Unites States of Venezuela
Around the turn of the last century, I had the opportunity to have lunch with a couple of ex-pat Venezuelans at a marina on the southern tip of Manhattan.
We sat in an open-air cafe down the quay from an enormous black yacht owned by a prince of Saudi Arabia. The seagulls laughed, and metal halyards slapped against aluminum masts. The iced tea went down smooth on a hot day as we ruminated over the collapse of the richest country in South America.
It was the fault of President Hugo Chavez, who was elected in 1999. Chavez imposed a form of Andean socialism. The people I was meeting with were the smart, hardworking capitalists who had amassed fortunes in the oil boom of the 1970s.
You may not know it now, but in 1970, Venezuela was as rich as Norway and ahead of Greece, Israel, and Spain. My lunch mates told stories of flying to Miami and paying cash for Cadillacs and Mustangs. But times change. Now they were seeking ways to preserve their wealth.
“It is the fault of the government workers. Fifty-five percent of the people work for the state. Once, they are in the majority, they vote themselves everything,” said one man.
“They are gutting the oil sector. Everyone who is any good is leaving,” said another. “It's like eating the milk cow.”
These folks saw the writing on the wall and had the wherewithal to get out while the getting was good.
Chavez is now dead, and good riddance. He left only $4.2 billion for his daughter Maria to somehow manage. His sidekick, Nicolas Maduro, is now in control. He has continued all of Chavez’s poor socialist policies with none of the charisma that made Chavez likable to the poor.
Chavez’s brand of socialism, like all the rest, has failed. The malinvestment, price fixing, and war on capitalism has left only chaos and misery.
The currency, the Venezuelan bolívar, has fallen sharply.
Inflation is running at 150% a month — but this is down from 800% last summer. No market can function in that climate, of course. The people are starving, and the army has taken over food distribution, which, due to corruption, has made things worse. Hospitals can’t function without medicine. Violence is terrible — 60 to 80 people a day are murdered by gangs, which is the highest homicide rate in the world. Imported Cuban secret police “disappear” opposition.
And in one of the great ironies, Venezuela, which has more oil than any other country at 298 billion barrels, now must import oil from the U.S.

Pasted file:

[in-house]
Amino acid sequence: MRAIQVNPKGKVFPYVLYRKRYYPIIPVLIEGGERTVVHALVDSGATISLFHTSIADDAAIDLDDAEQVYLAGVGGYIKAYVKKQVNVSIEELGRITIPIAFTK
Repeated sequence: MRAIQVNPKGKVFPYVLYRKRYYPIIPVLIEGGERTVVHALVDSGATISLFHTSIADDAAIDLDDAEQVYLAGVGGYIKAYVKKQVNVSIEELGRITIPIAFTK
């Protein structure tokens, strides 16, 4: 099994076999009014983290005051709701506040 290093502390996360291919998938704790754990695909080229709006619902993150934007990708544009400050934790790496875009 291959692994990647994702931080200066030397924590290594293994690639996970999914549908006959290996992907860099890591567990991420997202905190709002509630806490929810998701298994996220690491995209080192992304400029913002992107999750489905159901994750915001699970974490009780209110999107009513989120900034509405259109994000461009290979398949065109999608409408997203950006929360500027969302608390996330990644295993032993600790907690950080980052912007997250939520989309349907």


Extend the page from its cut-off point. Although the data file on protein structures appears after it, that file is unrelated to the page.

Things are coming to a head. Over the weekend, the government-loyal court disbanded the parliament, and then rescinded the order a day later on orders from Maduro. One theory is that Maduro was concerned his neighbors might take action against a failed state on their border.
We know things are bad in Venezuela. Worse than bad — they’re crazy. And I wish I could tell you that things are going to get better.
But they’re not.
Because, you see, it's not just happening in Venezuela. The global economy is in a bind.
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In the United States, we’ve had years of unrest, from riots in Baltimore and Ferguson to school shootings and terrorist attacks. We have perhaps the worst political class in 241 years. The arrogance and hypocrisy are ever-present. The spin and lies are constant. Nothing can get done unless it is bought and paid for by special interests.
All of this unrest happening in America and throughout the world is a side effect of a global economy in turmoil and on the brink of collapse.
It’s a symptom of the real sickness plaguing us.
It doesn’t matter if you’re Republican, Democrat, Libertarian... whatever.
If you’re a human being who hasn’t been living under a rock somewhere, you feel that something big and bad is about to happen.
Those "too big to fail" top-five largest financial institutions that were bailed out in 2008 are now 25% bigger than they were... and more dangerous than before.
Private businesses have taken on more debt than any other time in the past 13 years, and an astounding 863 companies had their credit ratings downgraded... the most since 2009.
Huge franchise branches are closing down in bulk...
80 J.C. Penney stores closed... 100 Macy’s stores closed, eliminating 4,500 jobs... Kmart and Sears are heading for chapter 11... 150 closed from American Eagle... 250 closed from Wal-Mart...
The list goes on.
It took our nation 232 years to rack up our first $8.5 trillion in debt. Eight years later, and we are hitting $20 trillion in debt.
And everyone wants the government to give them more... more pensions, more health care, more war, more stuff we can’t afford.
If you are sick of it, perhaps it is time to act. Click here now and discover what is really going on.
All the best,
Since 1995, Christian DeHaemer has specialized in frontier market opportunities. He has traveled extensively and invested in places as varied as Cuba, Mongolia, and Kenya. Chris believes the best way to make money is to get there first with the most. Christian is the founder of Bull and Bust Report and an editor at Energy and Capital. For more on Christian, see his editor's page.
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